Even the debate about immigration had an internationalist flavor to it. Any member of any EU state has had the right to live and work in Britain; any American, Indian or Australian needs to apply through a painstaking process. Mr. Cameron’s goal is to bring net immigration to below 100,000 a year (it was a little over three times that at last count). So the more who arrive from the EU, the more we need to crack down on those from outside the EU. The U.K. government now requires any non-European who wants to settle here to earn an annual salary of at least £35,000 (or about $52,000)—so we would deport, say, a young American flutist but couldn’t exclude a Bulgarian convict who could claim (under EU human-rights rules) that he has family ties in the U.K.

To most Brits, this makes no sense. In a television debate last week, Mr. Cameron was asked if there was “anything fair about an immigration system that prioritizes unskilled workers from within the EU over skilled workers who are coming from outside the EU?” He had no convincing answer.

The sense of a lack of control over immigration to Britain has been vividly reinforced by the scenes on the continent. In theory, the EU is supposed to protect its external borders by insisting that refugees claim asylum in the first country they enter. In practice, this agreement—the so-called Dublin Convention—was torn up by Ms. Merkel when she recklessly offered to settle any fleeing Syrians who managed to make it over the German border. The blame here lies not with the tens of thousands of desperate people who subsequently set out; the blame lies with an EU system that has proven itself hopelessly unequal to such a complex and intensifying challenge. The EU’s failure has been a boon for the people-trafficking industry, a global evil that has led to almost 3,000 deaths in the Mediterranean so far this year.

Britain has been shielded from the worst of this. Being an island helps, as does our rejection of the ill-advised Schengen border-free travel agreement that connects 26 European countries. But the scenes on the continent of thousands of young men on the march (one of which made it onto a particularly tasteless pro-Brexit poster unveiled by Nigel Farage, the leader of the anti-immigration UK Independence Party) give the sense of complete political dysfunction. To many voters in Britain, this referendum was about whether they want to be linked to such tragic incompetence.

The economists who warned about the perils of Brexit also assure voters that immigration is a net benefit, its advantages outweighing its losses. Perhaps so, but this overlooks the human factor. Who loses, and who gains? Immigration is great if you’re in the market for a nanny, a plumber or a table at a new restaurant. But to those competing with immigrants for jobs, houses or seats at schools, it looks rather different. And this, perhaps, explains the stark social divide exposed in the Brexit campaign.

Seldom has the United Kingdom looked less united: London and Scotland voted to stay in the EU, Wales and the English shires voted to get out. (Scottish First Minister Nicola Sturgeon has already called a fresh vote on secession “highly likely.”) Some 70% of university graduates were in favor of the EU; an equally disproportionate 68% of those who hadn’t finished high school were against it. Londoners and those under age 30 were strongly for Remain; the northern English and those over 60 were strongly for Leave. An astonishing 70% of the skilled working class supported Brexit.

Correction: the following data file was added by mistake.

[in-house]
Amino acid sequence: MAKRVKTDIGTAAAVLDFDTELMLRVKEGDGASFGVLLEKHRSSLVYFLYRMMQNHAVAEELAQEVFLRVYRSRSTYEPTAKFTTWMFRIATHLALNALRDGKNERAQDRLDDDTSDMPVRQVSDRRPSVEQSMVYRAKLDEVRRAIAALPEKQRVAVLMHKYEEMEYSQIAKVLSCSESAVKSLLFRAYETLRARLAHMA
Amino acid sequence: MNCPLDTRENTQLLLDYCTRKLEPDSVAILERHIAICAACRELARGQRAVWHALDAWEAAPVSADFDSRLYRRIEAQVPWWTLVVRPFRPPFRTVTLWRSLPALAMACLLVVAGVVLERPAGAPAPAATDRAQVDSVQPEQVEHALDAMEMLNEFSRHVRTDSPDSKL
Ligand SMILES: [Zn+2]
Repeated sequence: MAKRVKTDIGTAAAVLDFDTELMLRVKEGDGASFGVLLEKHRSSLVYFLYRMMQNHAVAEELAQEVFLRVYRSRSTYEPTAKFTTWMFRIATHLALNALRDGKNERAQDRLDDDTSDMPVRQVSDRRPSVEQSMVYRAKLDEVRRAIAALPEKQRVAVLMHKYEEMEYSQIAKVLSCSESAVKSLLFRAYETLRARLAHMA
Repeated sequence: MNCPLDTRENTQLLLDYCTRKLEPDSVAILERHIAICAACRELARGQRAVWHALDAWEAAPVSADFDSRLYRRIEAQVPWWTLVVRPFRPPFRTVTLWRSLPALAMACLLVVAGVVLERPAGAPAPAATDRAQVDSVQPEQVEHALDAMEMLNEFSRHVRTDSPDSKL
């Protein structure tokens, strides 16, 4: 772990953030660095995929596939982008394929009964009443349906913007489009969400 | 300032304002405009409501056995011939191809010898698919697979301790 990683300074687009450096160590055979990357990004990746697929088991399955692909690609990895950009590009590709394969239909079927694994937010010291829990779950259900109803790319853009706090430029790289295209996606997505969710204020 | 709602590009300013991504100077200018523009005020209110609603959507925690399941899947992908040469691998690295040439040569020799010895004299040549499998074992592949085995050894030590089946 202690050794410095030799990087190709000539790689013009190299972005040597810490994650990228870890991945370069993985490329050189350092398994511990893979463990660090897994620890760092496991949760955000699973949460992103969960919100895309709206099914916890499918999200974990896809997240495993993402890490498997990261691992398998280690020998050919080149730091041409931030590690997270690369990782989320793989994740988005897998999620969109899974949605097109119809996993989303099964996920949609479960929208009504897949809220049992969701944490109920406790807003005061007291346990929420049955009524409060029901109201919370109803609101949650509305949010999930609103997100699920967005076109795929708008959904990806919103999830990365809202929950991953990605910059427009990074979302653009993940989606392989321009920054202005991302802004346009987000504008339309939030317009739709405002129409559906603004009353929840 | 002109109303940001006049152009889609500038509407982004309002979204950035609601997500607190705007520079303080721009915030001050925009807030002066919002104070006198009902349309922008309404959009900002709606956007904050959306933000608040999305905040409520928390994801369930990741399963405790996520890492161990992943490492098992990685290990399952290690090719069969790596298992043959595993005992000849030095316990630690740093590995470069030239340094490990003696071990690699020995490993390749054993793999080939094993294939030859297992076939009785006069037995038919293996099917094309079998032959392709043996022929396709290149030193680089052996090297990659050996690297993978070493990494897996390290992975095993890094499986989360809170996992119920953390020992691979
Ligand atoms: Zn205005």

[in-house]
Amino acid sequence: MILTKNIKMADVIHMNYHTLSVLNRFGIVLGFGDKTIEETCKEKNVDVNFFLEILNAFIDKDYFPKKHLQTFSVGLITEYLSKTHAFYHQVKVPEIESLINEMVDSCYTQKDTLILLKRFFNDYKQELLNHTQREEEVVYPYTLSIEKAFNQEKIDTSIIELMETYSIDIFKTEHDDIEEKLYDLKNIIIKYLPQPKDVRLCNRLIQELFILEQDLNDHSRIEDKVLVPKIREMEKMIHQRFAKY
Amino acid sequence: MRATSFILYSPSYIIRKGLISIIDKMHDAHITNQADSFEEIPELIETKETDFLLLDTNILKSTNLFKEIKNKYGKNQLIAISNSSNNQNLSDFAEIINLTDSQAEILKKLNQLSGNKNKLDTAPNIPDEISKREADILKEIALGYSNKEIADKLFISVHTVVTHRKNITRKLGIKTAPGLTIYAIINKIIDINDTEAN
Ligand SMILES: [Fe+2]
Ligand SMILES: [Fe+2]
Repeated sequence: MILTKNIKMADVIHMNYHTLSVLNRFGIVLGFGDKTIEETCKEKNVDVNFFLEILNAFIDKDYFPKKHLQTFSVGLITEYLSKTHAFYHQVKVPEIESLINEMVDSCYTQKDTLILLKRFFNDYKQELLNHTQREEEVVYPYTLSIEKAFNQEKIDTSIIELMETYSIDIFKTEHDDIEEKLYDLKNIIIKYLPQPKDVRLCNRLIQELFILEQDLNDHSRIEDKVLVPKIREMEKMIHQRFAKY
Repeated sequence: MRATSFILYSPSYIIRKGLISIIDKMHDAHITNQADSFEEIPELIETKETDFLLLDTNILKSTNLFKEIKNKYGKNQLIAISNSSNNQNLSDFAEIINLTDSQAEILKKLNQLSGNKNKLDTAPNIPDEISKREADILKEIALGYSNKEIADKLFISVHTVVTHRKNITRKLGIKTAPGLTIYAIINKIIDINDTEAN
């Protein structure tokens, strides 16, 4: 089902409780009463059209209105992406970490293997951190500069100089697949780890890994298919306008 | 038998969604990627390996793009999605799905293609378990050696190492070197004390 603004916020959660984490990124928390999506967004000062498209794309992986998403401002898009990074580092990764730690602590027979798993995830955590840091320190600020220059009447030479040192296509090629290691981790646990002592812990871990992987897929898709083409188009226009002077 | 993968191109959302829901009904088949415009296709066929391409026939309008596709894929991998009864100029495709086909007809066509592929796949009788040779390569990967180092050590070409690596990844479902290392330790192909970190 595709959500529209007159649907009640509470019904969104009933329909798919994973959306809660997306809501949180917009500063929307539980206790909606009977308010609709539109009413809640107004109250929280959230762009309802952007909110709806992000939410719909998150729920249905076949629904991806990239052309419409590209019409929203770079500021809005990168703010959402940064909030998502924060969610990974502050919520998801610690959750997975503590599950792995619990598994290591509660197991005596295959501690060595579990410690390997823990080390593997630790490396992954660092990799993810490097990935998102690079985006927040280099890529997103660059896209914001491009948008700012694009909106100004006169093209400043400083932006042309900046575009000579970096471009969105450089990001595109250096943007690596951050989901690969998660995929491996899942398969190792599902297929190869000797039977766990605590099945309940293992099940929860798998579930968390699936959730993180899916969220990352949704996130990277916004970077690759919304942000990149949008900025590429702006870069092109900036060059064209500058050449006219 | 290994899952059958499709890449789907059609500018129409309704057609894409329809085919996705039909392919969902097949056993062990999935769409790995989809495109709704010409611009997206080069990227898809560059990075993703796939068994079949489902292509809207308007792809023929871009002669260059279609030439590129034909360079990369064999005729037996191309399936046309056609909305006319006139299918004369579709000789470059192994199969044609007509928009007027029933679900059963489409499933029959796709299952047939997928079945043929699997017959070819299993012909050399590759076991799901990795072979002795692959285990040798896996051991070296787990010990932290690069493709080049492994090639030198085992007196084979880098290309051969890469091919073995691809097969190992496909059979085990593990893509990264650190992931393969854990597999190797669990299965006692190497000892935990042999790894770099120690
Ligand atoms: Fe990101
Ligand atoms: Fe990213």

Here, the Brexit battle lines ought to be familiar: They are similar to the socioeconomic battles being fought throughout so many Western democracies. It is the jet-set graduates versus the working class, the metropolitans versus the bumpkins—and, above all, the winners of globalization against its losers. Politicians, ever obsessed about the future, can tend to regard those left unprotected in our increasingly interconnected age as artifacts of the past. In fact, the losers of globalization are, by definition, as new as globalization itself.

To see such worries as resurgent nationalism is to oversimplify. The nation-state is a social construct: Done properly, it is the glue that binds society together. In Europe, the losers of globalization are seeking the protection of their nation-states, not a remote and unresponsive European superstate. They see the economy developing in ways that aren’t to their advantage and look to their governments to lend a helping hand—or at least attempt to control immigration. No EU country can honestly claim to control European immigration, and there is no prospect of this changing: These are the facts that led to Brexit.

The pound took a pounding on the currency markets Friday, but it wasn’t alone. The Swedish krona and the Polish zloty were down by about 5% against the dollar; the euro was down 3%. The markets are wondering who might be next. In April, the polling firm Ipsos MORI asked voters in nine EU countries if they would like a referendum on their countries’ memberships: 45% said yes, and 33% said they’d vote to get out. A Pew poll recently found that the Greeks and the French are the most hostile to the EU in the continent—and that the British were no more annoyed with the EU than the Swedes, the Dutch and the Germans.

The Brexit campaign was led by Europhiles. Boris Johnson, the former London mayor turned pro-Brexit firebrand who now seems likely to succeed Mr. Cameron, used to live in Brussels and can give interviews in French. Mr. Gove’s idea of perfect happiness is sitting on a wooden bench listening to Wagner in an airless concert hall in Bavaria. Both stressed that they love Europe but also love democracy—and want to keep the two compatible. The Brexit revolution is intended to make that point.

Mr. Gove has taken to borrowing the 18th-century politician William Pitt’s dictum about how England can “save herself by her exertions and Europe by her example.” After Mr. Cameron departs and new British leadership arrives, it will be keen to strike new alliances based on the principles of democracy, sovereignty and freedom. You never know: That might just catch on.